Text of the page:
Here's my summary of the key events overnight that affect New Zealand, with news a bank CEO trounced his inquisitors in Canberra yesterday.
But first, this morning's dairy auction has brought a disappointment - lower prices are back. They were -3% lower in US dollars, -1.5% lower in NZ currency terms. The price weakness was across the board with almost every product type reporting lower returns; WMP was down -3.8%. This stumble was noticed on currency markets, taking 0.3c off the NZD, which was already weakening from a stronger greenback. But stepping back and looking at the overall trend, today's results only represent a minor correction to a rising track.
Rising protectionism, record debt levels and a continuing economic malaise in wealthy countries will drag on global growth next year despite a turnaround in several key emerging markets, the IMF said today in its October edition of its World Economic Outlook. Anti-trade sentiment will limit world growth to just +3.1% this year and +3.7% next year, they forecast. While it is a first-world problem keeping open trade, it is not one they see in emerging markets and developing economies where they actually raised their trade forecasts by +0.4% to +4.1% in 2017.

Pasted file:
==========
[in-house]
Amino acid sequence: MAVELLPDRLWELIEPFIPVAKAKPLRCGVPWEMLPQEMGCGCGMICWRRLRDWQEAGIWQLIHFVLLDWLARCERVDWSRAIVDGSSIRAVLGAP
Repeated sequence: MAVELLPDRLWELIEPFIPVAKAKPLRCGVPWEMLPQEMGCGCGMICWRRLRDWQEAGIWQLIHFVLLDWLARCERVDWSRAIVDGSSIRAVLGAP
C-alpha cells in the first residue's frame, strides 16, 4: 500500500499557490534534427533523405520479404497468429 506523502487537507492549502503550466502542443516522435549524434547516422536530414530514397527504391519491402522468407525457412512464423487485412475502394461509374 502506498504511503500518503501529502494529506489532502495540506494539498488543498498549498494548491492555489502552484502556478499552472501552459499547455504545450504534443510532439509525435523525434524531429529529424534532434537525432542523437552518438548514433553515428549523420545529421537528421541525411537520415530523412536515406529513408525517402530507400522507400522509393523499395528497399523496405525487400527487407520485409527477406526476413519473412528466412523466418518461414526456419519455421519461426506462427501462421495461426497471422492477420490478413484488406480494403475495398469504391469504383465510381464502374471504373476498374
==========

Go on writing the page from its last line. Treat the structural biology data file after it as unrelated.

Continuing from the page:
In India, their central bank has cut its key policy interest rate to 6.25%, a -25 bps reduction to its lowest level for nearly six years, in some encouragement for their economy away from high financial cost burdens.
In Australia, most observers seem to agree that the CBA boss trounced the parliamentarians in their first attempt to grill a bank boss over culture and scandals. The four hour effort showed up the inquisitors are pretty ineffective, including those from opposition parties. Today, bosses from ANZ are in the firing line. Tomorrow it will conclude with the NAB and Westpac CEO. We are live-streaming these hearings.
In Vancouver, their housing market has tipped to one where sales are drying up fast. The compound combination of a series of local (vacancy tax), state (foreign buyer levy) and now Federal government buyer restrictions (closing a tax 'loophole') has spooked buyers completely and sales volumes are down by a third. Price declines are expected to follow. An inability to sell is crimping many locals, a new experience for them.
In New York, the UST 10yr yield has risen again today and is now at 1.68%.
The US benchmark oil price is a little higher too, now at US$49 a barrel, while the Brent benchmark is now just over US$51 a barrel.
The gold price has collapsed today, down more than US$40 in one session, and now at US$1,269/oz. That wipes out four straight months of slow and steady gains.
The New Zealand dollar is lower today on a rising US dollar and the lower dairy prices. It is now at 72 US¢, and on the cross rates it is at 94.6 AU¢, and 64.3 euro cents. The NZ TWI-5 index is now at 75.4.
If you want to catch up with all the local changes yesterday, we have an update here.
The easiest place to stay up with event risk today is by following our Economic Calendar here ».